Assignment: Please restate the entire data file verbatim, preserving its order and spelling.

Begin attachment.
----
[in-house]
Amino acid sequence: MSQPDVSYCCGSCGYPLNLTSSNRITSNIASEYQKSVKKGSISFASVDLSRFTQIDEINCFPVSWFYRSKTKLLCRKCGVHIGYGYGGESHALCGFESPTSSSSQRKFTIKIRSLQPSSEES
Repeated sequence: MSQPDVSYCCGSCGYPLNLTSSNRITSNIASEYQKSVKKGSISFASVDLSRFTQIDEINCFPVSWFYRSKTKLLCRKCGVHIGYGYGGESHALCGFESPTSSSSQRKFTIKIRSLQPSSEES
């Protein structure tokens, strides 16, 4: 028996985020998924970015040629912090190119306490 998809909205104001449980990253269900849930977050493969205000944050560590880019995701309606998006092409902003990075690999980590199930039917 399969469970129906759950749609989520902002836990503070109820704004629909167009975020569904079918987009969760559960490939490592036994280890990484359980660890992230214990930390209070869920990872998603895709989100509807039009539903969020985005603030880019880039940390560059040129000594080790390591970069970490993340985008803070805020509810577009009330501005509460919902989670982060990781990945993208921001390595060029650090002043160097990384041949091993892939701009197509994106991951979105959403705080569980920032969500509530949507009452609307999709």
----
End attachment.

[in-house]
Amino acid sequence: MSQPDVSYCCGSCGYPLNLTSSNRITSNIASEYQKSVKKGSISFASVDLSRFTQIDEINCFPVSWFYRSKTKLLCRKCGVHIGYGYGGESHALCGFESPTSSSSQRKFTIKIRSLQPSSEES
Repeated sequence: MSQPDVSYCCGSCGYPLNLTSSNRITSNIASEYQKSVKKGSISFASVDLSRFTQIDEINCFPVSWFYRSKTKLLCRKCGVHIGYGYGGESHALCGFESPTSSSSQRKFTIKIRSLQPSSEES
């Protein structure tokens, strides 16, 4: 028996985020998924970015040629912090190119306490 998809909205104001449980990253269900849930977050493969205000944050560590880019995701309606998006092409902003990075690999980590199930039917 399969469970129906759950749609989520902002836990503070109820704004629909167009975020569904079918987009969760559960490939490592036994280890990484359980660890992230214990930390209070869920990872998603895709989100509807039009539903969020985005603030880019880039940390560059040129000594080790390591970069970490993340985008803070805020509810577009009330501005509460919902989670982060990781990945993208921001390595060029650090002043160097990384041949091993892939701009197509994106991951979105959403705080569980920032969500509530949507009452609307999709």